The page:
Attorney-General Gordon Ramsay has flagged a Bill to reduce the number of poker machines in the ACT as the Government introduced legislation into the Assembly on Thursday to restrict the amount of EFTPOS cash club patrons can withdraw at one time.
Mr Ramsay said the Government would introduce legislation later in the year to reduce the number of electronic gaming machine authorisations in the ACT to 4000 by 1 July 2020.
Under Thursday’s reform package aimed at reducing the impact of problem gambling in the ACT, club patrons will still be able to withdraw cash but be limited to a maximum of $200 per EFTPOS transaction, which will only be allowed from a single point in the club outside the gaming area.
Mr Ramsay said all stages of the transaction must involve human interaction with a staff member trained in the responsible provision of gambling services.
“At the beginning of this term of government, I made it clear that gambling harm minimisation was one of my key priorities, and we understand the growing community concern around unlimited access to cash in clubs,” Mr Ramsay said.
“Club patrons can continue to access EFTPOS to pay for food, beverages and other club services, while limiting where and how much cash can be withdrawn per transaction. Ensuring that there is human interaction enables clubs to monitor and intervene where repeated cash withdrawals are made.”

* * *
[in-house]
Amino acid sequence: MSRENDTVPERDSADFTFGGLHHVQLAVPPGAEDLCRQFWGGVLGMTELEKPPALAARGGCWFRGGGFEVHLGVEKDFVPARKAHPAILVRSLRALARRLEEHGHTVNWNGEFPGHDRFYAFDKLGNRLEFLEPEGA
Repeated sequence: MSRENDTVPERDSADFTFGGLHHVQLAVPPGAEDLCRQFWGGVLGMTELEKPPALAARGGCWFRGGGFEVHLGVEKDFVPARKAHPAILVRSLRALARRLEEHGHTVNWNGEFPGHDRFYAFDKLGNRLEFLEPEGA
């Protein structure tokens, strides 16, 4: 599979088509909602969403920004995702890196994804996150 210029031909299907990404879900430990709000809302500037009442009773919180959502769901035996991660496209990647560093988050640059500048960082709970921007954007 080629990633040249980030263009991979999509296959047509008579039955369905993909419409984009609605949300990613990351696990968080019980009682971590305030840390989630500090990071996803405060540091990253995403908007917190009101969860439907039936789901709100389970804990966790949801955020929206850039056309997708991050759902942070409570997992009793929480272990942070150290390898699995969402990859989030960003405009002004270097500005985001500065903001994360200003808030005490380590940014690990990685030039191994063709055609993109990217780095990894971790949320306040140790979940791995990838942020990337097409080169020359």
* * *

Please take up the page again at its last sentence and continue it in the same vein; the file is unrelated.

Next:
Clubs ACT welcomed the move, saying it would provide certainty.
Chief Executive Gwyn Rees said the most important part of retaining EFTPOS cash-out was that there remained an opportunity to have a conversation with a patron who may be at risk.
In May, ClubsACT asked its members to cap EFTPOS withdrawals and strengthen the practice of a conversation with their patrons.
“The policy announced by Government today, will work well with our recent announcement of a Gambling Harm Advisory Committee, where we will seek agreement from our member clubs to implement industry best practice and ensure that problem gamblers are front and centre in clubs’ decision making,” Mr Rees said.
“I am pleased today’s bill will provide for continuity to the approach across all clubs, meaning a level playing field and an approach from Government that considers the very serious issue of community safety.”
The legislation also includes support to help clubs diversify their operations and reduce their reliance on gaming revenue.
Mr Ramsay said the Gaming Machine Amendment Bill 2017 enabled clubs to claim a 50 per cent gaming tax rebate from 1 July 2017, and to lodge and pay their tax on a quarterly, rather than monthly basis.
“The tax rebate will support reinvestment into clubs, allowing them to diversity their income streams away from gaming revenue. We are also providing a $10,000 Community Club grant, which will open later this year,” Mr Ramsay said.
He said the measures would support small and medium clubs to focus on community activities such as sport, music, and the arts.
“These new reforms follow the Government’s decision to increase the Problem Gambling Assistance Fund levy, which took effect from 1 July this year,” he said.
“The increase will mean an additional $300,000 a year to support gambling harm reduction initiatives, such as free counselling and support services for people experiencing problem gambling, their families and friends.”